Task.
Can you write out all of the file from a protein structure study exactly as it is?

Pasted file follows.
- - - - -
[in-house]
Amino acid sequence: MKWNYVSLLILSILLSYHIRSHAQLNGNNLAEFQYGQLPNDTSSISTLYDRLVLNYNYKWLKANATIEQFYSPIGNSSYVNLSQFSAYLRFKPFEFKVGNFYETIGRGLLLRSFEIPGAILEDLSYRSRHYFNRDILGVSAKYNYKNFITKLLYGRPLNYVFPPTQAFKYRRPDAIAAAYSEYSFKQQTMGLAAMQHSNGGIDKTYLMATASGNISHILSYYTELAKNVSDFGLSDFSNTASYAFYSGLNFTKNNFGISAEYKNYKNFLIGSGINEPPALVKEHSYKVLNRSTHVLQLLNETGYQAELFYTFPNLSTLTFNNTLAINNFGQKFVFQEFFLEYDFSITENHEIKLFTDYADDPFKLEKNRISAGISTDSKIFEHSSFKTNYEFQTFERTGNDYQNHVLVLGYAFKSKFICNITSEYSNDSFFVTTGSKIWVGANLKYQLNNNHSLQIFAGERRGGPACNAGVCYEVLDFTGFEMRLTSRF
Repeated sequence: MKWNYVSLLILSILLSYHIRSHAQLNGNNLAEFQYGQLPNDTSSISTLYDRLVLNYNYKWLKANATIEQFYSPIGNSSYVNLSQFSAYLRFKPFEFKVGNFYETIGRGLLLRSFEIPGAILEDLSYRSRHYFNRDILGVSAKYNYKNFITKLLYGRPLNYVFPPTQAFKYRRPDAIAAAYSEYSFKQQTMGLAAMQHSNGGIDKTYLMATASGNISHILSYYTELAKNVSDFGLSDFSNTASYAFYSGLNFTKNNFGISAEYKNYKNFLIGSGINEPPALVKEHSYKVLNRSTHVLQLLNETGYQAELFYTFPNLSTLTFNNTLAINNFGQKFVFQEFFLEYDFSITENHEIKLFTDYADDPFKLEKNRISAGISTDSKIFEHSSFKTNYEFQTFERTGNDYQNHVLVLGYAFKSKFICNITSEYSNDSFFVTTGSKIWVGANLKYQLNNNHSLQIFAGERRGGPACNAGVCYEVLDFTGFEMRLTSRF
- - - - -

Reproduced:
[in-house]
Amino acid sequence: MKWNYVSLLILSILLSYHIRSHAQLNGNNLAEFQYGQLPNDTSSISTLYDRLVLNYNYKWLKANATIEQFYSPIGNSSYVNLSQFSAYLRFKPFEFKVGNFYETIGRGLLLRSFEIPGAILEDLSYRSRHYFNRDILGVSAKYNYKNFITKLLYGRPLNYVFPPTQAFKYRRPDAIAAAYSEYSFKQQTMGLAAMQHSNGGIDKTYLMATASGNISHILSYYTELAKNVSDFGLSDFSNTASYAFYSGLNFTKNNFGISAEYKNYKNFLIGSGINEPPALVKEHSYKVLNRSTHVLQLLNETGYQAELFYTFPNLSTLTFNNTLAINNFGQKFVFQEFFLEYDFSITENHEIKLFTDYADDPFKLEKNRISAGISTDSKIFEHSSFKTNYEFQTFERTGNDYQNHVLVLGYAFKSKFICNITSEYSNDSFFVTTGSKIWVGANLKYQLNNNHSLQIFAGERRGGPACNAGVCYEVLDFTGFEMRLTSRF
Repeated sequence: MKWNYVSLLILSILLSYHIRSHAQLNGNNLAEFQYGQLPNDTSSISTLYDRLVLNYNYKWLKANATIEQFYSPIGNSSYVNLSQFSAYLRFKPFEFKVGNFYETIGRGLLLRSFEIPGAILEDLSYRSRHYFNRDILGVSAKYNYKNFITKLLYGRPLNYVFPPTQAFKYRRPDAIAAAYSEYSFKQQTMGLAAMQHSNGGIDKTYLMATASGNISHILSYYTELAKNVSDFGLSDFSNTASYAFYSGLNFTKNNFGISAEYKNYKNFLIGSGINEPPALVKEHSYKVLNRSTHVLQLLNETGYQAELFYTFPNLSTLTFNNTLAINNFGQKFVFQEFFLEYDFSITENHEIKLFTDYADDPFKLEKNRISAGISTDSKIFEHSSFKTNYEFQTFERTGNDYQNHVLVLGYAFKSKFICNITSEYSNDSFFVTTGSKIWVGANLKYQLNNNHSLQIFAGERRGGPACNAGVCYEVLDFTGFEMRLTSRF